Last year, John Edgar Park and Erin Kelly-Park started a maker business called Magnolia Atomworks to create interesting products and kits, such as the Mystery Box (and something allegedly to do with robots and iPads). Here, in the first in a series, part of our Maker Business coverage, John explains how the Mystery Box product came about. — Gareth
Part 1: How we ended up starting a maker business
By John Edgar Park
It’s all John Baitchtal’s fault. John B’s a contributing writer here at Make: Online and Wired’s GeekDad. One day, John tweeted a link to a TED talk by J.J. Abrams about a mystery box he’s had since he was a kid (the kind you used to be able to buy in the back of comic books). J.J. said that the possibility of what he imagined the box contained was probably far greater than the reality, so he’d never opened it. He uses this metaphor in his films and TV shows.
I loved this idea, and wanted John B to experience it firsthand. I designed and built a one-off box for him, using a loaner Epilog Zing laser cutter I was reviewing for MAKE magazine. I filled it with artifacts he’ll never see, and sent it off. John blogged about it on GeekDad, it gained traction, and ended up on Lifehacker and Boing Boing. Pretty soon, I was getting email from people around the world asking if they could buy a Mystery Box of their own.
Heck yeah! I could actually justify buying a laser cutter, going into business for ourselves, and making tons of profit! Right? Turns out, I’m quite fond of my day job working in animation (and my family is quite fond of the benefits). My uber-fantastic business-partner wife quickly talked me down to a more modest small business approach. I think this is a sweet spot for makers who want to test the business waters, without diving in too deep.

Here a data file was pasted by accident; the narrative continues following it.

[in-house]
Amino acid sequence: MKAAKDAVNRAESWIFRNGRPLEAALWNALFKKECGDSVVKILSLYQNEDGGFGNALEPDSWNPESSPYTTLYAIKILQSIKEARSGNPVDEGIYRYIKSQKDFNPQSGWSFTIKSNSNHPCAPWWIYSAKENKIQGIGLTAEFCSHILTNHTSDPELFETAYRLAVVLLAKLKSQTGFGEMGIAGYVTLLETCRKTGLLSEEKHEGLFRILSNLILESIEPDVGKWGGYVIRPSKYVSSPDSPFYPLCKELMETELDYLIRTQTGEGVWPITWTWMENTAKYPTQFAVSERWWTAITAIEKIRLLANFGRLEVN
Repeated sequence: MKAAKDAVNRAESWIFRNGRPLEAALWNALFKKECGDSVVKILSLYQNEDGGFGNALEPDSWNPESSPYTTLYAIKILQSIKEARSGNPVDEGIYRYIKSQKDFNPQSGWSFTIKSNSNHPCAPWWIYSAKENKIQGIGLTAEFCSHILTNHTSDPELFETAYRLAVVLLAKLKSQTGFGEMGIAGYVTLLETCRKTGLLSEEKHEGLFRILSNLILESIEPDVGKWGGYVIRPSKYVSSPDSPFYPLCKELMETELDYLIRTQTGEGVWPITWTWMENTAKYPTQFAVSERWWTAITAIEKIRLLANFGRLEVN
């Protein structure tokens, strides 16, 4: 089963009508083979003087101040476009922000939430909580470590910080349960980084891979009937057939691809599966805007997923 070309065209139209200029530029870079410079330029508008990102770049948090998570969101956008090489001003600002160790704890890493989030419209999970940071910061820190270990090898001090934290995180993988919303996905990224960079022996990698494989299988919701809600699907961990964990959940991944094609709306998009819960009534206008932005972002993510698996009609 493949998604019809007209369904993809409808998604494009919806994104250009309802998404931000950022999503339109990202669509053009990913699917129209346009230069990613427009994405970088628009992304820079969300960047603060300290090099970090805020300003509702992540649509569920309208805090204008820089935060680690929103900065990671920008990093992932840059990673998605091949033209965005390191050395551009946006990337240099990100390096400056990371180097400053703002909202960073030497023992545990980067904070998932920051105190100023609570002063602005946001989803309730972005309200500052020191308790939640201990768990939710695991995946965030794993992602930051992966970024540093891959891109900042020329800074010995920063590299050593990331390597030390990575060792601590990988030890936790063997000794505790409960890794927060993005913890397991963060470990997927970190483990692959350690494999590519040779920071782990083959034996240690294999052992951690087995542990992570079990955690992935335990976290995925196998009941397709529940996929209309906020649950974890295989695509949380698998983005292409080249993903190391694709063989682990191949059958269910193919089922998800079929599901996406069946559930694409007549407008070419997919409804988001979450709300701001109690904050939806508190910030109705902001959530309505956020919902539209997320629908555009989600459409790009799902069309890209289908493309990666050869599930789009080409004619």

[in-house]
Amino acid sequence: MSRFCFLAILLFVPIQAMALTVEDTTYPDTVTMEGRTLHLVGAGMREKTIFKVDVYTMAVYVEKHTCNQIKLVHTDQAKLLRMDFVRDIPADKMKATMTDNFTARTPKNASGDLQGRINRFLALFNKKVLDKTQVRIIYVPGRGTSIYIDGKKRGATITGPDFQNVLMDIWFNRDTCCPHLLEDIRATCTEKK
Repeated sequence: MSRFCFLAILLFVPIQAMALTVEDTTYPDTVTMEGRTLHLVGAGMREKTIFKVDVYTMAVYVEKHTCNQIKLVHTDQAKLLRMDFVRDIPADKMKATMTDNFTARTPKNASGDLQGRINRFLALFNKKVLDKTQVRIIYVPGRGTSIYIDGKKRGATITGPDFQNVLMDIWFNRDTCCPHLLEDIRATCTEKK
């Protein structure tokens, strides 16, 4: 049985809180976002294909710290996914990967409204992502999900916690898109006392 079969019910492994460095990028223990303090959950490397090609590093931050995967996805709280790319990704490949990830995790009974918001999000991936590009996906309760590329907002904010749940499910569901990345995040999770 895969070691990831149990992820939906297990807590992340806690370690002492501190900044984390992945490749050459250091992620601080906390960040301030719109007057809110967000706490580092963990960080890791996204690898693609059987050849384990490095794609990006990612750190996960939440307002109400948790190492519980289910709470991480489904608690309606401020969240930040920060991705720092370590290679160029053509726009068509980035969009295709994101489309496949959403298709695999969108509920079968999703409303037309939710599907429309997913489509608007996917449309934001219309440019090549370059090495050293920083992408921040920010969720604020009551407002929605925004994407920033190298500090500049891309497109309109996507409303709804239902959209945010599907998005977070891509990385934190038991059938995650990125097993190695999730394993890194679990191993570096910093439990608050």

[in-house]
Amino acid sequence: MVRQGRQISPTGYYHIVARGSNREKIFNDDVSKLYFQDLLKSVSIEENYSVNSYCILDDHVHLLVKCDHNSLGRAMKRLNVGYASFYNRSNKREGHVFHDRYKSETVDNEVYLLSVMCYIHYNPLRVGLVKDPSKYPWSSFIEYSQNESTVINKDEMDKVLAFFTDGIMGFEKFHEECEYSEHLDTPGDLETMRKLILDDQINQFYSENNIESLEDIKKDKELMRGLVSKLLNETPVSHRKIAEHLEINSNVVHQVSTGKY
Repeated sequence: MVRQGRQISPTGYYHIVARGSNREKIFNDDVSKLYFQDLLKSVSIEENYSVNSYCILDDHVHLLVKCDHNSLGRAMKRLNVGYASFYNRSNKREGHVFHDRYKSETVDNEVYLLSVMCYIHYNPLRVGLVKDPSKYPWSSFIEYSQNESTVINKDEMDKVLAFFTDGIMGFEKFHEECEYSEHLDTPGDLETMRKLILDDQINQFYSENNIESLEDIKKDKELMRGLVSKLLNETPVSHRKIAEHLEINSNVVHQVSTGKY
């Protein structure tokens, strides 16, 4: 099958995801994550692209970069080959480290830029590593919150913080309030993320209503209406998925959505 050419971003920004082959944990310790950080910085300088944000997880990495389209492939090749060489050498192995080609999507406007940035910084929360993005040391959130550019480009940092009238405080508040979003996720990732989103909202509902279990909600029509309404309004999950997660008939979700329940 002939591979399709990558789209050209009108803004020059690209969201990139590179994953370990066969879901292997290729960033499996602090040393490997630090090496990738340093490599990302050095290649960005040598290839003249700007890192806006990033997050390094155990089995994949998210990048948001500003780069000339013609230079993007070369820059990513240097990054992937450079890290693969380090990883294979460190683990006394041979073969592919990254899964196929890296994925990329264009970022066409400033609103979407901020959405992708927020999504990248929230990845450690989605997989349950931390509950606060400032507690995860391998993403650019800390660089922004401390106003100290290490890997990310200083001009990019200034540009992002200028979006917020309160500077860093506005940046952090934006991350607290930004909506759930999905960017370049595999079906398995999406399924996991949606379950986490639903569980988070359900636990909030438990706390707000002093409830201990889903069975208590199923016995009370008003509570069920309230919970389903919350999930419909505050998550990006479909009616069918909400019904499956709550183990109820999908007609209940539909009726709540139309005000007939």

So now we had a product and customers. While we briefly entertained the idea of “employing” our two young children to pack and ship orders, we soon realized that we needed a plan B — we didn’t want to handle the entire production and fulfillment process. Luckily, we had some mentors who’d walked this road before, like Lenore Edman of Evil Mad Science Laboratories and Tod Kurt of ThingM. Based on their input, we decided to hunt down a retailer who’d be willing to buy a bunch of Mystery Boxes, so we could focus on the fun stuff (like developing another product!). And then, we began to wonder: at what point are we actually starting a company?
Stay tuned for Part 2: Kit Design and Production…